Reducing Inequalities in Kenya
Inequalities in Kenya are manifested in different forms. Differences in income and social status are observed across regions, gender and even specific segments of the population. According to World Bank, the gap between the rich and the poor in Kenya is one of the biggest in Africa.
Currently, 62% of the Kenya’s National wealth is controlled by less than 10,000 people. According to Kenya National Bureau of Statistics (KNBS), the northern part of the country has lowest income inequality. For instance, Turkana has 0.28%, Wajir 0.321% and Mandera 0.332%. The coastal regions especially Tana River, Kilifi and Kwale have the highest income inequality in the country at 0.617%, 0.597% and 0.565% respectively using the Gini coefficient.
Income inequality in the coastal region is linked to historical injustices where large tracts of land were allocated to nonresidents, leaving the locals as squatters. This inequality has led to severe poverty in the region leading the squatters to live impoverished lifestyles with minimal access to basic amenities such as schools and healthcare facilities. This has also led to increased levels of insecurity in those areas due to high unemployment rates especially in urban areas.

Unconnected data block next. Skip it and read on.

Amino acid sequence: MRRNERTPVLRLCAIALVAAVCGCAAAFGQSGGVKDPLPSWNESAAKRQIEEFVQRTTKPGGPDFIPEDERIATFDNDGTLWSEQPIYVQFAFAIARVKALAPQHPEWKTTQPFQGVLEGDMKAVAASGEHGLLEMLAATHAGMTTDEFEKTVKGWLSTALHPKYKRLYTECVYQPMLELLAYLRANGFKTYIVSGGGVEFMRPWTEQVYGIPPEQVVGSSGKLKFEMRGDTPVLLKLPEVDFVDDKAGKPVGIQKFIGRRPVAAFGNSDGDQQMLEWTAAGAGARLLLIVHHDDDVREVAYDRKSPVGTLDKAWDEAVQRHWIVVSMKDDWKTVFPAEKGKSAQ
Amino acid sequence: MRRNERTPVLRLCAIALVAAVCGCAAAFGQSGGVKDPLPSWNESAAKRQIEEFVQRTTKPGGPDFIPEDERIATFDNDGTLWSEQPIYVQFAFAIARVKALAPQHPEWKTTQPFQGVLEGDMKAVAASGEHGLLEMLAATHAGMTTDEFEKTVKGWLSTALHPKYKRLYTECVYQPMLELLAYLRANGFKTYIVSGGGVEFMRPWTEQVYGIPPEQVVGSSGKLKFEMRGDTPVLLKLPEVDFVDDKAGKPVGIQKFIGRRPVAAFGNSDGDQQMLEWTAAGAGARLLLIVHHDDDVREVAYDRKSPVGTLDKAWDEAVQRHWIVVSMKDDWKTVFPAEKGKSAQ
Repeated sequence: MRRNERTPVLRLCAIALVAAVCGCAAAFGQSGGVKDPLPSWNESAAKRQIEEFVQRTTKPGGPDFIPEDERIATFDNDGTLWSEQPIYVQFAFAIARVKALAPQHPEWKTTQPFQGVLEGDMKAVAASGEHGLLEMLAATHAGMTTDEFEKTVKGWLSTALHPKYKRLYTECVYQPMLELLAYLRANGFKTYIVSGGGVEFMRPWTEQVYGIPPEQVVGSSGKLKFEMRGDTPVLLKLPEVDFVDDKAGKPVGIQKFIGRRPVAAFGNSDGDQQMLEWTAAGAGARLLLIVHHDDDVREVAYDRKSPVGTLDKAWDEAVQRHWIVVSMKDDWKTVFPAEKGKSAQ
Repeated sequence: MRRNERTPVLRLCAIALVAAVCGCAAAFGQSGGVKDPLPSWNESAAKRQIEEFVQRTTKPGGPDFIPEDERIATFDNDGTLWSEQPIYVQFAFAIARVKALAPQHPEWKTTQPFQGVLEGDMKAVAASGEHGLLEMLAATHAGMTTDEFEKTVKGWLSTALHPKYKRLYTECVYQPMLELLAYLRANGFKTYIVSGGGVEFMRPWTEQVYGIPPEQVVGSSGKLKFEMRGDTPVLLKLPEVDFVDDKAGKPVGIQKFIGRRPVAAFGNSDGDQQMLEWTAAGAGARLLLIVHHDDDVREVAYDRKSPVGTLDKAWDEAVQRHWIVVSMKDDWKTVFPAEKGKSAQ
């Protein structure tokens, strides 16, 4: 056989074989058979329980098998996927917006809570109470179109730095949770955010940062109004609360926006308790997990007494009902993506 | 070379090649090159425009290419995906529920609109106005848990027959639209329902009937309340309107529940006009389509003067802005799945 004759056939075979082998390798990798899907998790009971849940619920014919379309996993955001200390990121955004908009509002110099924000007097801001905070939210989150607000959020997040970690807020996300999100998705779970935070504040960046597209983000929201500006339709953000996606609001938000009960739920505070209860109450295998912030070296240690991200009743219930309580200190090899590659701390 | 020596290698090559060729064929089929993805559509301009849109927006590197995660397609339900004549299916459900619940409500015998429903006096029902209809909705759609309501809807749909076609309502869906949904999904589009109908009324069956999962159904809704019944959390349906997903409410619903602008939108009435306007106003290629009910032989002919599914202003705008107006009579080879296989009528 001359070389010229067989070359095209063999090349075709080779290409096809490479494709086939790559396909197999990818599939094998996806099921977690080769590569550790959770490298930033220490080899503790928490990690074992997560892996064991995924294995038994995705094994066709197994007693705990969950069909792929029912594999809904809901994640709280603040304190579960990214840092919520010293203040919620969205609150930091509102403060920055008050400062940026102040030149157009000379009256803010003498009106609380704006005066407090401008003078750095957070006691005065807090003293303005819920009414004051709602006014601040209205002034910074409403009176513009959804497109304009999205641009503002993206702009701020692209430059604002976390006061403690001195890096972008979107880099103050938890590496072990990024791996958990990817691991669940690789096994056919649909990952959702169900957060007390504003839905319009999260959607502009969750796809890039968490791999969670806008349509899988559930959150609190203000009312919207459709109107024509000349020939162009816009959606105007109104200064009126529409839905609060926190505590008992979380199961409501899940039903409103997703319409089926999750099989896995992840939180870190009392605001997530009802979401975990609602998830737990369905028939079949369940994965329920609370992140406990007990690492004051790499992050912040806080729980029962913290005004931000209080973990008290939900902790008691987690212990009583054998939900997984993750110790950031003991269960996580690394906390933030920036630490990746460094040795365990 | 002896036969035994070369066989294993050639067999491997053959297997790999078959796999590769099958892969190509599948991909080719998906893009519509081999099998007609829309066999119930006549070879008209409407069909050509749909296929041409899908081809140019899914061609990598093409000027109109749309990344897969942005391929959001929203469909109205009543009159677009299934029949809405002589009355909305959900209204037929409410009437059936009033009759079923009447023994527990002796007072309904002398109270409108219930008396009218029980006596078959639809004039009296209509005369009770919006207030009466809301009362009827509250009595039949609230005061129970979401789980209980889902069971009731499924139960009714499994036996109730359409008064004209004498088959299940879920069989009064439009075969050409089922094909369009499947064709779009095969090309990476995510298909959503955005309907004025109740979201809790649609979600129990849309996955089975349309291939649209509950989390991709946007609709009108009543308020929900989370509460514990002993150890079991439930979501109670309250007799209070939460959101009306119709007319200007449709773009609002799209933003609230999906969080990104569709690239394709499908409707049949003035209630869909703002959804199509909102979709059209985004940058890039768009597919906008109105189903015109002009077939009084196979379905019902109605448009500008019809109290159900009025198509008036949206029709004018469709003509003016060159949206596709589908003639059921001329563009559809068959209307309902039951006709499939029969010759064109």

Businesses have a role to play in reducing marginalization since income inequality starts at the work place. For instance, according to the World Economic Forum, the Chief Executive Officers (CEOs) receive salaries which are seven times higher than the other employees in lower cadres.
Corporate executives can encourage the employees in lower cadres to participate in buying company stocks at a discount. This will benefit the staff financially and also act as a performance incentive.
Businesses can also address inequalities by starting initiatives like apprenticeship schemes targeting the poor and marginalized communities in the country. Companies can also provide attractive wages to interns so that their family income does not deter them from gaining work experience.
Reducing income inequality is crucial. According to World Economic Forum, the current huge gap between the poor and the rich in Africa will cause enormous economic damage in the future. Therefore, urgent measures should be put in place to achieve Sustainable Development Goal 10 on reducing inequalities. These widening disparities require the adoption of sound policies to empower the bottom of the pyramid income earners in order to promote economic inclusion of all regardless of sex, race or ethnicity.